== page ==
Tuesday, Feb. 26, 2013 | 2 a.m.
Americans think our presidents have the toughest job in the world. But is that right? On the Feast Day of Our Lady of Lourdes, Pope Benedict XVI recently announced his resignation effective Feb. 28, explaining that his age and health preclude it. The media reported this as a historical event. Why? Popes serve for life. Presidents serve eight years, if re-elected. By law, there is a transition for the president, if incapacitated, to hand over the reins of governance to the vice president. Not popes. At 78 years old, he might be considered too old for the presidency. Cardinal Joseph Ratzinger was elected pope at 78.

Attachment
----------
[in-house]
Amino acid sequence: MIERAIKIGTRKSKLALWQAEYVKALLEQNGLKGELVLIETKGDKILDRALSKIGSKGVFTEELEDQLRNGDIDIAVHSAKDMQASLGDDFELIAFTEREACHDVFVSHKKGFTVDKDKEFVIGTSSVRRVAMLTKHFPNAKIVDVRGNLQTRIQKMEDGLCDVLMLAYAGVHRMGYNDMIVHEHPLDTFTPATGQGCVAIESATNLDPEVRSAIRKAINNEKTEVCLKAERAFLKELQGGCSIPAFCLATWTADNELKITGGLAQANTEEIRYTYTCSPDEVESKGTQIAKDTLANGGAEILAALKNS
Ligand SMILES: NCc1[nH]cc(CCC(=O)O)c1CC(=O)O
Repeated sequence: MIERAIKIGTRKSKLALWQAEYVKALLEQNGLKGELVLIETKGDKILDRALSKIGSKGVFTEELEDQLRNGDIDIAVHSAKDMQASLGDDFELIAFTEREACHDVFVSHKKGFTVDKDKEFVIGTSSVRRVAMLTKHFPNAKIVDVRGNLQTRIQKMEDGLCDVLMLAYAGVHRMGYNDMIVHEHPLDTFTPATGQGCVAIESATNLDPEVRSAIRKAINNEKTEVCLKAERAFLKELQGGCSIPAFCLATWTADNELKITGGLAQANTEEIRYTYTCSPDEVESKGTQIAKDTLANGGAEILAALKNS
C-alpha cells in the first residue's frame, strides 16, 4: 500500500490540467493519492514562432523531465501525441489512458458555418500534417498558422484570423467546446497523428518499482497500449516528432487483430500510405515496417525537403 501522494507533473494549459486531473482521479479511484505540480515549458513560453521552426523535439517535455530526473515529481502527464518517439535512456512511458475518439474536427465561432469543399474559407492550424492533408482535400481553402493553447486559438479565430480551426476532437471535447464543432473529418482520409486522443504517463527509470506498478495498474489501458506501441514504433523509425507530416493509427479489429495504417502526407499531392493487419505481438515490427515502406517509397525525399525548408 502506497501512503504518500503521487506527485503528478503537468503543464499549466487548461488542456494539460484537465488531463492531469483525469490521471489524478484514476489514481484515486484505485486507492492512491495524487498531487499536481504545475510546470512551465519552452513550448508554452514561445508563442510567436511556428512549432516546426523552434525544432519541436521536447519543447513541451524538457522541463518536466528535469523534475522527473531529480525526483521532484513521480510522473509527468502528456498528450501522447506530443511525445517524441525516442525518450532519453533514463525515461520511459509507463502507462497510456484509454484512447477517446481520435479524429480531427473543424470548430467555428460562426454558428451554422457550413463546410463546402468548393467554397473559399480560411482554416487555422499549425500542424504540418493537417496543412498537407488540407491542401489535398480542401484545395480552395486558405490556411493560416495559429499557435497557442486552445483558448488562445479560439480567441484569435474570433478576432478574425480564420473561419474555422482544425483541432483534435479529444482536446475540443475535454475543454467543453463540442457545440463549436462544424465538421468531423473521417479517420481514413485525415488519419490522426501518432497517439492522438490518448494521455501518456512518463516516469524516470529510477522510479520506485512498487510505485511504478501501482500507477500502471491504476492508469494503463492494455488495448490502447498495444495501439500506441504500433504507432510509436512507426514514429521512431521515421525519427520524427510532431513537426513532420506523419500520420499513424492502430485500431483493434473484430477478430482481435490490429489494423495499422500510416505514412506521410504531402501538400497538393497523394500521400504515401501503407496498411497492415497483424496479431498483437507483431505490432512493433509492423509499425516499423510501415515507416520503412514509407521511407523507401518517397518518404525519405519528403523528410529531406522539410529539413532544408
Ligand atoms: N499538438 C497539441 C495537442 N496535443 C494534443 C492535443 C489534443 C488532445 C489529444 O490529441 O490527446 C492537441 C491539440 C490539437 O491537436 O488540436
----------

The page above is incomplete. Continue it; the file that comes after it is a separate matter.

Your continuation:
The current president leads 315 million Americans. Pope Benedict XVI leads more than 1 billion Catholics worldwide. The president has to unite divided factions in two major parties in one country. The pope has to unite factions from all over the world with different governments, cultures, customs and people. As the vicar of Christ on Earth, and the successor to St. Peter, Pope Benedict XVI can’t submit his resignation to God.
As a holy man in his own right, Pope Benedict XVI lived in the shadow of one of the holiest men of our times: Blessed Pope John Paul II, sometimes called “the Great.” In a single act of human frailty, Pope Benedict XVI showed us his greatness.